Table 4 Risk Factors of VTE Among Patients on Admission

Table 5 Risk Factors of VTE Among Patients After Admission

Thromboprophylaxis in At-Risk Patients

Of the 294 patients deemed at risk, 32.7% (n=96) received thromboprophylaxis (Table 6). Only 37.3% of patients at high risk received VTE prophylaxis. And, 35.6% of moderate-risk patients and 16.2% patients received VTE. No patient in the low-risk group received VTE prophylaxis. There was significant difference in the utilization of thromboprophylaxis between surgical and medical patients with surgical receiving more (45.2% versus 18.7%, p<0.0001). Pharmacological prophylaxis was the most frequently used VTE prophylaxis with low-molecular-weight heparin (LMWH) being the most prescribed anticoagulant. Early and frequent ambulation was the only prescribed non-pharmacological method. No mechanical means of VTE prevention was prescribed. Of the patients deemed at risk, 10.2% (n=30) of patients had contraindications to anticoagulation prophylaxis. Intracranial haemorrhage 3.4% (n=10) and bleeding at hospital admission 3.1% (n=9) were the most prevailing contraindications to anticoagulation (Table 7). There was no incident bleeding in patients on anticoagulant prophylaxis.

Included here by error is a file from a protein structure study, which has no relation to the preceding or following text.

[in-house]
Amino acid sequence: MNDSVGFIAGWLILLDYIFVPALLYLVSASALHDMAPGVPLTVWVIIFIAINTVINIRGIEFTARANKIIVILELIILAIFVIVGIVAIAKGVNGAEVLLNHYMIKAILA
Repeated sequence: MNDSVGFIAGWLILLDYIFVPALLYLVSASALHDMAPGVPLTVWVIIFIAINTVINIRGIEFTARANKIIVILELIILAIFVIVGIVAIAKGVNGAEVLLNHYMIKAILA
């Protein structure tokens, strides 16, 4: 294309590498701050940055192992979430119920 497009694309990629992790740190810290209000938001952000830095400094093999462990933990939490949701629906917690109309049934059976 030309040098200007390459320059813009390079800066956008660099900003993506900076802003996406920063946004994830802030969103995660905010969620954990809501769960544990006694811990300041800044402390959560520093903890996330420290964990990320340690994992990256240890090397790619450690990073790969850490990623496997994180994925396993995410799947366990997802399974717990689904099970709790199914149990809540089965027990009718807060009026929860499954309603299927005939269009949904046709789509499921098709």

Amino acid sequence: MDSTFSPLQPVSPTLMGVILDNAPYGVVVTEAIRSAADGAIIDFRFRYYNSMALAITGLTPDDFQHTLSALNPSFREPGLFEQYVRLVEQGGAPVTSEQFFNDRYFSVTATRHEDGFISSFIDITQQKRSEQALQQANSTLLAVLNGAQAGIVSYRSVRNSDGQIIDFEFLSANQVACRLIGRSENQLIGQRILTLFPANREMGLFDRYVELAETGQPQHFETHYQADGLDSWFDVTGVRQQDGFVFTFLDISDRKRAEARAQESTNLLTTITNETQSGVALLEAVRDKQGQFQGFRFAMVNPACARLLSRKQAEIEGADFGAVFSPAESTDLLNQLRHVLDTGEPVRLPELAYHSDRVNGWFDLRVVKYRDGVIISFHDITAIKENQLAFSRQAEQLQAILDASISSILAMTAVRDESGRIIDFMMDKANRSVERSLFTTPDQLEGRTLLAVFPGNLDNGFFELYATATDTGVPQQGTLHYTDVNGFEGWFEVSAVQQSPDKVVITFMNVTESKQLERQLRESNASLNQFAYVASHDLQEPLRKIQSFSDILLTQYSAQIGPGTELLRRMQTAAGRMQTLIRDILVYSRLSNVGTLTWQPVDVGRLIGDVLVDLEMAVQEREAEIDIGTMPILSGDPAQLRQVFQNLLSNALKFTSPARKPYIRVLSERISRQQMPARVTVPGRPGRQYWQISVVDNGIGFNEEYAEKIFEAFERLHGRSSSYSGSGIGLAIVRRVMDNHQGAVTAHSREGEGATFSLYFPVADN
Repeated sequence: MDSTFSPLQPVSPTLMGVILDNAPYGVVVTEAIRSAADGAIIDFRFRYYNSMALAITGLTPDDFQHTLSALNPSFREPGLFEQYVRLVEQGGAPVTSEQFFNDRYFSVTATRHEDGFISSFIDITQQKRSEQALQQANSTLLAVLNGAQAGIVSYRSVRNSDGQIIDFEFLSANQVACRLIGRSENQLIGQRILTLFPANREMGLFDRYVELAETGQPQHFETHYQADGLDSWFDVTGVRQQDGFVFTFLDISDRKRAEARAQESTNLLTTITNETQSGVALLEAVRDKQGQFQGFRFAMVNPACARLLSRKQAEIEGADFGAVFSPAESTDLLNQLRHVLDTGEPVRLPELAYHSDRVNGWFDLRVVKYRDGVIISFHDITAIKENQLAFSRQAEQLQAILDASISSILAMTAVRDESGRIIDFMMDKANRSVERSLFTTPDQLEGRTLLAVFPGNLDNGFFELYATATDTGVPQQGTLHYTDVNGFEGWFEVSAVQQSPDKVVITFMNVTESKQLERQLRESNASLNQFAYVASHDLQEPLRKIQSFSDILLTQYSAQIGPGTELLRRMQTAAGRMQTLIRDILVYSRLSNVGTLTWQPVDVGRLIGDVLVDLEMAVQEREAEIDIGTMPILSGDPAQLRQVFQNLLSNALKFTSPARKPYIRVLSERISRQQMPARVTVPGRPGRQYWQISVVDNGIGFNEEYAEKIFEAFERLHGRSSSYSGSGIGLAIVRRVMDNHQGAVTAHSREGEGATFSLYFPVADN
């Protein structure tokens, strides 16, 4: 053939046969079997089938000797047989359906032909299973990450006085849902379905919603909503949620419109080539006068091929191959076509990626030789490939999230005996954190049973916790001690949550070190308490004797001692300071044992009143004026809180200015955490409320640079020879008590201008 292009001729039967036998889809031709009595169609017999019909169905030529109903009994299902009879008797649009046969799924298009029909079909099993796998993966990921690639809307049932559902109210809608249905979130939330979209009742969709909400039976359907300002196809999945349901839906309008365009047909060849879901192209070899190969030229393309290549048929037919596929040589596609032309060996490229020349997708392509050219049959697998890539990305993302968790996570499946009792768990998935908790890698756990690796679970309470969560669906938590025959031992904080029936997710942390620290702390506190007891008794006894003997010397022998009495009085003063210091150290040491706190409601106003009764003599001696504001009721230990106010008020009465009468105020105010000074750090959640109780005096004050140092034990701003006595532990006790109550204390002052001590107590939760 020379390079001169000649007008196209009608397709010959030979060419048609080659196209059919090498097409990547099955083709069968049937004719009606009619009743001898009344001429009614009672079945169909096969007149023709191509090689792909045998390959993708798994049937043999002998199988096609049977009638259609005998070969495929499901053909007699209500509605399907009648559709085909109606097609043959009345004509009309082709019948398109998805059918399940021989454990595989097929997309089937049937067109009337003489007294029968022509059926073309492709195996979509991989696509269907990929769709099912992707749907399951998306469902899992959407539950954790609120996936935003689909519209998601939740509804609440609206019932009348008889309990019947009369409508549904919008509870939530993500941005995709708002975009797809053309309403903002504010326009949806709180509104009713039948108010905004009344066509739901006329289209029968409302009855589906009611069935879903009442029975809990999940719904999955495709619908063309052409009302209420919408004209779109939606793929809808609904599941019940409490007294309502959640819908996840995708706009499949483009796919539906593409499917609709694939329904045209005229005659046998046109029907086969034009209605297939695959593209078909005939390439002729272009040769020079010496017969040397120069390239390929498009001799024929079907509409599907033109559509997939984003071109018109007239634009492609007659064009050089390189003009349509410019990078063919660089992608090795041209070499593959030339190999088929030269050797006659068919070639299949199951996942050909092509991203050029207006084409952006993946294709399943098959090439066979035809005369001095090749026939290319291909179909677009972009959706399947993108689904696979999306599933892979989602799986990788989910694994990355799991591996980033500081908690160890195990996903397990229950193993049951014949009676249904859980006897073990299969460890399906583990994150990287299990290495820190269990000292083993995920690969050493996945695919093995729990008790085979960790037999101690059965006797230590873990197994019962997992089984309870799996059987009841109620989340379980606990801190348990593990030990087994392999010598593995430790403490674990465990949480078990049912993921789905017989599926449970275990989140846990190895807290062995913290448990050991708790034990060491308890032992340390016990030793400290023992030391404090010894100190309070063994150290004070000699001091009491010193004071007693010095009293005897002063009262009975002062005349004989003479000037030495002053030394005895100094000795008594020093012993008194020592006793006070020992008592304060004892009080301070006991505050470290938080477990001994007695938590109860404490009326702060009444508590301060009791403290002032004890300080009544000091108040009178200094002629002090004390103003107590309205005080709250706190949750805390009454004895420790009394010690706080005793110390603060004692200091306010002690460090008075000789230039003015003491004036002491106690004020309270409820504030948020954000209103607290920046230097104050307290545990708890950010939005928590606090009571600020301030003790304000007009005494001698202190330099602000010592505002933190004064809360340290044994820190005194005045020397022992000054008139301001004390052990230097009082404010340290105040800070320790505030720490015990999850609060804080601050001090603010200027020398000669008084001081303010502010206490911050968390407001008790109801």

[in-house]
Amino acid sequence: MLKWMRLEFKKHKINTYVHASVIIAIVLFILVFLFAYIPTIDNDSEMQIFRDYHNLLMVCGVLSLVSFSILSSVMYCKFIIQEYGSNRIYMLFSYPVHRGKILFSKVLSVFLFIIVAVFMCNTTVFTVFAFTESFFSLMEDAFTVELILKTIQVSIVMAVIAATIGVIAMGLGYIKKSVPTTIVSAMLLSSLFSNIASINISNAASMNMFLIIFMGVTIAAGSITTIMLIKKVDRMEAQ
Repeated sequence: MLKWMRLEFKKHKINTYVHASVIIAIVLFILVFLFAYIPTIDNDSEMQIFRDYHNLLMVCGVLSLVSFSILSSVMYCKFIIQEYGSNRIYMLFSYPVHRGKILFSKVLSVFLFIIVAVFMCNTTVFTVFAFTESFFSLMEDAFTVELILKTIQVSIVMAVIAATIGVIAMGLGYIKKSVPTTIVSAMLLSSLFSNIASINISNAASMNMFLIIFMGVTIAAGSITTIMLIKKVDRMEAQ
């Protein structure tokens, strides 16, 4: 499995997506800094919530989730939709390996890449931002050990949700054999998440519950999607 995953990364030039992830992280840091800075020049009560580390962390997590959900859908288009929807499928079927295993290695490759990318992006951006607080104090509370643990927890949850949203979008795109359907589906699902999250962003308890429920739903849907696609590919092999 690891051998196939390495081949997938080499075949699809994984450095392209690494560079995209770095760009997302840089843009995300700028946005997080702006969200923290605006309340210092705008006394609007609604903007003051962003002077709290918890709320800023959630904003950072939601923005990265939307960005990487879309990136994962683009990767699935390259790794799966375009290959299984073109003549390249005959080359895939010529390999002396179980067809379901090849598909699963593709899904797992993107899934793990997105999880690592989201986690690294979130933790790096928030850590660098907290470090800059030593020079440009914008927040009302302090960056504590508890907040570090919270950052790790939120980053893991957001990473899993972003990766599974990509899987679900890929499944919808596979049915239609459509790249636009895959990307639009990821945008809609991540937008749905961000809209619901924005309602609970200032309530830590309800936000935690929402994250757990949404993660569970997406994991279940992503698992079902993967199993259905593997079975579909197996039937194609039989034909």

Table 6 Thromboprophylaxis Coverage in the At-Risk Patients

Table 7 Contraindications to Anticoagulant Prophylaxis

Discussion